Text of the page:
Why Abrasive Jet Machining is Not Recommended for Ductile Materials?

In abrasive jet machining (AJM), solid and hard abrasive grits accelerated by pressurized air jet are allowed to impinge the work surface to erode material in the form of tiny metal particles. A mixture of eroded metal particles and used abrasive grits flow out of the machining zone. So there always exists a chance that some of the abrasive grits remain stick to the work surface and don’t come out from the machining zone. Such phenomenon enhances when work material is soft and ductile (like wood, plastic, leather, foam, aluminum, copper, etc.).

Why AJM should not be used for machining soft and ductile materials?

While machining ductile materials by AJM, the hard abrasive grits may get embedded on the soft machined surface. This hampers cut quality as well as properties and appearance of machined surface. While cutting deep slots or holes, these embedded abrasives can restrict further erosion and thus degrading trend in material removal rate (MRR) is observed. There also exist high chances of side cutting instead of cutting at bottom. Moreover practically it has been observed that MRR for machining brittle materials is usually higher than that of ductile materials. Due to the above reasons, AJM is not recommended for soft and ductile materials; however, preferred for non-conductive brittle and hard materials.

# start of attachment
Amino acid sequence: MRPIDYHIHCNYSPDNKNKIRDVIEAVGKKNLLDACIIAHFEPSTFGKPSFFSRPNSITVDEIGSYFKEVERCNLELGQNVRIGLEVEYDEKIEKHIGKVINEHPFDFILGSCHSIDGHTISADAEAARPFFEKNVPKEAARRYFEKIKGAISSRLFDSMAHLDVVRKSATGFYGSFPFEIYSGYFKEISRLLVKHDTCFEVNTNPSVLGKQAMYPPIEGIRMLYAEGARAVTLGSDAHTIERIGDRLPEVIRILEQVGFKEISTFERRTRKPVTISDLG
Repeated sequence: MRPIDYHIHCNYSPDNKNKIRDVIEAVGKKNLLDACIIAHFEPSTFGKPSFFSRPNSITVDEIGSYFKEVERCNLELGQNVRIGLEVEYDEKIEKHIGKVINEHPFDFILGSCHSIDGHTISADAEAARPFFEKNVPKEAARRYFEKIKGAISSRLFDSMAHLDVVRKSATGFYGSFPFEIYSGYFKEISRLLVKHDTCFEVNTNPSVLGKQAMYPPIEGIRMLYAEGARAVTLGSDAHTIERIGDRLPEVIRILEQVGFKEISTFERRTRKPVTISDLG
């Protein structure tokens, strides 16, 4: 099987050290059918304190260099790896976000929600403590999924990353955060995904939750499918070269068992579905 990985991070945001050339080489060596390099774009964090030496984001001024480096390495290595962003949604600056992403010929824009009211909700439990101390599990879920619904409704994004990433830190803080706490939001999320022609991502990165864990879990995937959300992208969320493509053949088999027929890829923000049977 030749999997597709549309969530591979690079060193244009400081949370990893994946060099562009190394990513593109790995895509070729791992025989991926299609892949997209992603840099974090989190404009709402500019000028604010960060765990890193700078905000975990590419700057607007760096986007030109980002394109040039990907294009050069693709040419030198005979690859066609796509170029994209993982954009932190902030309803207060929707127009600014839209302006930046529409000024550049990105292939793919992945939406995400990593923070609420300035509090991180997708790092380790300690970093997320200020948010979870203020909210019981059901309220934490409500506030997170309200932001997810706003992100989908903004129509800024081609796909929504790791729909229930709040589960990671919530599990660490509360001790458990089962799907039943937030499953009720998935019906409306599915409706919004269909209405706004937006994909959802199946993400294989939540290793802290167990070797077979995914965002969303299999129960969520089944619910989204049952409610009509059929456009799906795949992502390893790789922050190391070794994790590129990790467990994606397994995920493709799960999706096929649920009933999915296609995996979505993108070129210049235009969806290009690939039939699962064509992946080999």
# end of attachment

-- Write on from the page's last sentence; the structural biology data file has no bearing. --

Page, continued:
Results of using AJM for machining soft and ductile materials

  • Presence of abrasive on machined surface
  • Degradation of surface finish
  • Change in surface properties
  • Poor surface appearance
  • Increased kerf width (because of side cutting)
  • Lower material removal rate (MRR) for deep cutting


  • Book: Nonconventional Machining by P. K. Mishra (Narosa Publishing House).